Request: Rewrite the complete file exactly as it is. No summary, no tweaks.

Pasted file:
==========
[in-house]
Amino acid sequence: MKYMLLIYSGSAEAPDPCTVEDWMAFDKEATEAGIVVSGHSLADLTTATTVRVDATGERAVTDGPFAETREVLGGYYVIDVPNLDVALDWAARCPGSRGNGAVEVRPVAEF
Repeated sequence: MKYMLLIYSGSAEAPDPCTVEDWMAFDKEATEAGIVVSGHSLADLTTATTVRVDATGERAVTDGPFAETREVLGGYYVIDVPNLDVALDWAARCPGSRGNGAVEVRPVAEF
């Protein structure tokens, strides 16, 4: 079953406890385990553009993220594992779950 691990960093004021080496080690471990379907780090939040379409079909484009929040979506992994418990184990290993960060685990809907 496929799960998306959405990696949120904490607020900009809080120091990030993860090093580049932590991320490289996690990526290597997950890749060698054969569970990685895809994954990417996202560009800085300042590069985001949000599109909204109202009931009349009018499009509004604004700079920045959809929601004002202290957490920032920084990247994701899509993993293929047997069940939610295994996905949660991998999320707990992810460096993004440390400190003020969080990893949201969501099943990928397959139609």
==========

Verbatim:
[in-house]
Amino acid sequence: MKYMLLIYSGSAEAPDPCTVEDWMAFDKEATEAGIVVSGHSLADLTTATTVRVDATGERAVTDGPFAETREVLGGYYVIDVPNLDVALDWAARCPGSRGNGAVEVRPVAEF
Repeated sequence: MKYMLLIYSGSAEAPDPCTVEDWMAFDKEATEAGIVVSGHSLADLTTATTVRVDATGERAVTDGPFAETREVLGGYYVIDVPNLDVALDWAARCPGSRGNGAVEVRPVAEF
């Protein structure tokens, strides 16, 4: 079953406890385990553009993220594992779950 691990960093004021080496080690471990379907780090939040379409079909484009929040979506992994418990184990290993960060685990809907 496929799960998306959405990696949120904490607020900009809080120091990030993860090093580049932590991320490289996690990526290597997950890749060698054969569970990685895809994954990417996202560009800085300042590069985001949000599109909204109202009931009349009018499009509004604004700079920045959809929601004002202290957490920032920084990247994701899509993993293929047997069940939610295994996905949660991998999320707990992810460096993004440390400190003020969080990893949201969501099943990928397959139609």